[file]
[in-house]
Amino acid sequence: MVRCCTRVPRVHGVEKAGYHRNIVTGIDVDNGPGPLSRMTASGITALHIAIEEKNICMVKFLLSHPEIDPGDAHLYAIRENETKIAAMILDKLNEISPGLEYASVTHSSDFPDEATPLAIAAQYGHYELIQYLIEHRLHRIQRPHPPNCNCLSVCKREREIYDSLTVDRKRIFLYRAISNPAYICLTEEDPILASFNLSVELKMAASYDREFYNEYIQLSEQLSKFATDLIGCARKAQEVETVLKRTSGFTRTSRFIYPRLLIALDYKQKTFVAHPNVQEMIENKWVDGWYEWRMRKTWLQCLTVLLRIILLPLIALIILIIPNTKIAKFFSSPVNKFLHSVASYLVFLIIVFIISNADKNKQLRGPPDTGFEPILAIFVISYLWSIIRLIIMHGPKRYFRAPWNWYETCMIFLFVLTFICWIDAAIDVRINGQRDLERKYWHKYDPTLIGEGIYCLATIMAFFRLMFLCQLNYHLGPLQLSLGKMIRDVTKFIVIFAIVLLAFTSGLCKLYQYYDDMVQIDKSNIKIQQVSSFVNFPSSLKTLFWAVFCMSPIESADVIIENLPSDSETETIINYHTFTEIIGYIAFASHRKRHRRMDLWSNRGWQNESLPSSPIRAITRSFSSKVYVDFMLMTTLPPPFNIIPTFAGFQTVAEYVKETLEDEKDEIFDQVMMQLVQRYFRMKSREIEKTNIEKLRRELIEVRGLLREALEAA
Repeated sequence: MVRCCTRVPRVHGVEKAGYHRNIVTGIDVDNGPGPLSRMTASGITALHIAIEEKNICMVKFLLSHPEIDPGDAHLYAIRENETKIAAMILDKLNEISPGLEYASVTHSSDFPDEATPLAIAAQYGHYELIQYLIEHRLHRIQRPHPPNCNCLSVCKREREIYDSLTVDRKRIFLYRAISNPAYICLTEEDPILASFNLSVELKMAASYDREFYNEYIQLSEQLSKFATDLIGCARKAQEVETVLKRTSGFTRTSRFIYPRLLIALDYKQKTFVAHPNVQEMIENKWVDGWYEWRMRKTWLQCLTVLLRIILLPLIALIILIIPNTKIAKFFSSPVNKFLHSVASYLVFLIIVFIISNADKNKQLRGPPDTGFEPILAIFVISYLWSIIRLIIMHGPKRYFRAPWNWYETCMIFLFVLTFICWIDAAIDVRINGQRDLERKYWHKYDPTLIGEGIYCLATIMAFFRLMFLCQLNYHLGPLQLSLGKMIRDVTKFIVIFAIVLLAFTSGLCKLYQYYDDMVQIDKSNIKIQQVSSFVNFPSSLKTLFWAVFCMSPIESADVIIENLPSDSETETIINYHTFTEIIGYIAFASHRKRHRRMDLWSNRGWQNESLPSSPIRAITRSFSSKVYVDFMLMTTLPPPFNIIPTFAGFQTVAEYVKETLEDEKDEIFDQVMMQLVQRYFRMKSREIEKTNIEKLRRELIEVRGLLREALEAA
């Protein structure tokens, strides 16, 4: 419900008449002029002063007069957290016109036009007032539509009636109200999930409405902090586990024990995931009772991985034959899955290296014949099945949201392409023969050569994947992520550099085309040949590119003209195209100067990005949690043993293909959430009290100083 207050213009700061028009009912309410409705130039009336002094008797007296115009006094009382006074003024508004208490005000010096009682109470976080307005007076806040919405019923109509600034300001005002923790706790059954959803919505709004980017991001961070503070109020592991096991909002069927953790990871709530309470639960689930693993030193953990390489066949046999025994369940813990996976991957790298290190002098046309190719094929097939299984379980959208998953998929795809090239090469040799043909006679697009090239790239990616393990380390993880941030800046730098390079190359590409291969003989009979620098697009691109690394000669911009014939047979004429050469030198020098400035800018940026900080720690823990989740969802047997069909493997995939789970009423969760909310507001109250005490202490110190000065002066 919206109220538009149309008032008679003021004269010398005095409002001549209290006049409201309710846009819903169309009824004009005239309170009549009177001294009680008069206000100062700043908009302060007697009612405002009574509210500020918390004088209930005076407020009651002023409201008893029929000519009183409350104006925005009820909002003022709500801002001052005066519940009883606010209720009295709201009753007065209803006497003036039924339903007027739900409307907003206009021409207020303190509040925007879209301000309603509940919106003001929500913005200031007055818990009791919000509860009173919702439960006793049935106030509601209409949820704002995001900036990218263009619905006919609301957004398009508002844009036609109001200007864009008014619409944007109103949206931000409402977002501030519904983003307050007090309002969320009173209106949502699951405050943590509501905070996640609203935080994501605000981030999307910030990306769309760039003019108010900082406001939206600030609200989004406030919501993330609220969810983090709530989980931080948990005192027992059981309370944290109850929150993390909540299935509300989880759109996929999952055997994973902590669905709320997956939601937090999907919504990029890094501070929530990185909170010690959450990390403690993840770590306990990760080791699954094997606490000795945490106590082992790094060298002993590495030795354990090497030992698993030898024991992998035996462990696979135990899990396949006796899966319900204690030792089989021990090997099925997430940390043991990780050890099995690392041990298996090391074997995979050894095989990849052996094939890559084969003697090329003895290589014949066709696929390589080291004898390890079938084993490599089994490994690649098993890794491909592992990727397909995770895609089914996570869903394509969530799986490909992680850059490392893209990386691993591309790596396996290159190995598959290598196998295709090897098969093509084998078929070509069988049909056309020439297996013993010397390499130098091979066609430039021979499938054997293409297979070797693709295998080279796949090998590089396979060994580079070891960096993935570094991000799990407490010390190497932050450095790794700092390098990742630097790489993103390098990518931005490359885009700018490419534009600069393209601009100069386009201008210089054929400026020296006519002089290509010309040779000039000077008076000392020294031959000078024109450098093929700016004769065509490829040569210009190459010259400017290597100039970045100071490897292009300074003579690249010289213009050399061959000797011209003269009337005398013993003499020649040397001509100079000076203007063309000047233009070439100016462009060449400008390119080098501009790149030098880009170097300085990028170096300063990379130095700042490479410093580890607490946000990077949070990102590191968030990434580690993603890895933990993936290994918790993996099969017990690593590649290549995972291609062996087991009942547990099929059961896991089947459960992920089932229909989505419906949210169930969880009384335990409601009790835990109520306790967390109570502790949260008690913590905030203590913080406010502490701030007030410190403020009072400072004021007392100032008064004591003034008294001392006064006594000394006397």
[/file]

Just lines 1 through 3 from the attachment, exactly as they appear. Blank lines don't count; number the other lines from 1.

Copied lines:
[in-house]
Amino acid sequence: MVRCCTRVPRVHGVEKAGYHRNIVTGIDVDNGPGPLSRMTASGITALHIAIEEKNICMVKFLLSHPEIDPGDAHLYAIRENETKIAAMILDKLNEISPGLEYASVTHSSDFPDEATPLAIAAQYGHYELIQYLIEHRLHRIQRPHPPNCNCLSVCKREREIYDSLTVDRKRIFLYRAISNPAYICLTEEDPILASFNLSVELKMAASYDREFYNEYIQLSEQLSKFATDLIGCARKAQEVETVLKRTSGFTRTSRFIYPRLLIALDYKQKTFVAHPNVQEMIENKWVDGWYEWRMRKTWLQCLTVLLRIILLPLIALIILIIPNTKIAKFFSSPVNKFLHSVASYLVFLIIVFIISNADKNKQLRGPPDTGFEPILAIFVISYLWSIIRLIIMHGPKRYFRAPWNWYETCMIFLFVLTFICWIDAAIDVRINGQRDLERKYWHKYDPTLIGEGIYCLATIMAFFRLMFLCQLNYHLGPLQLSLGKMIRDVTKFIVIFAIVLLAFTSGLCKLYQYYDDMVQIDKSNIKIQQVSSFVNFPSSLKTLFWAVFCMSPIESADVIIENLPSDSETETIINYHTFTEIIGYIAFASHRKRHRRMDLWSNRGWQNESLPSSPIRAITRSFSSKVYVDFMLMTTLPPPFNIIPTFAGFQTVAEYVKETLEDEKDEIFDQVMMQLVQRYFRMKSREIEKTNIEKLRRELIEVRGLLREALEAA
Repeated sequence: MVRCCTRVPRVHGVEKAGYHRNIVTGIDVDNGPGPLSRMTASGITALHIAIEEKNICMVKFLLSHPEIDPGDAHLYAIRENETKIAAMILDKLNEISPGLEYASVTHSSDFPDEATPLAIAAQYGHYELIQYLIEHRLHRIQRPHPPNCNCLSVCKREREIYDSLTVDRKRIFLYRAISNPAYICLTEEDPILASFNLSVELKMAASYDREFYNEYIQLSEQLSKFATDLIGCARKAQEVETVLKRTSGFTRTSRFIYPRLLIALDYKQKTFVAHPNVQEMIENKWVDGWYEWRMRKTWLQCLTVLLRIILLPLIALIILIIPNTKIAKFFSSPVNKFLHSVASYLVFLIIVFIISNADKNKQLRGPPDTGFEPILAIFVISYLWSIIRLIIMHGPKRYFRAPWNWYETCMIFLFVLTFICWIDAAIDVRINGQRDLERKYWHKYDPTLIGEGIYCLATIMAFFRLMFLCQLNYHLGPLQLSLGKMIRDVTKFIVIFAIVLLAFTSGLCKLYQYYDDMVQIDKSNIKIQQVSSFVNFPSSLKTLFWAVFCMSPIESADVIIENLPSDSETETIINYHTFTEIIGYIAFASHRKRHRRMDLWSNRGWQNESLPSSPIRAITRSFSSKVYVDFMLMTTLPPPFNIIPTFAGFQTVAEYVKETLEDEKDEIFDQVMMQLVQRYFRMKSREIEKTNIEKLRRELIEVRGLLREALEAA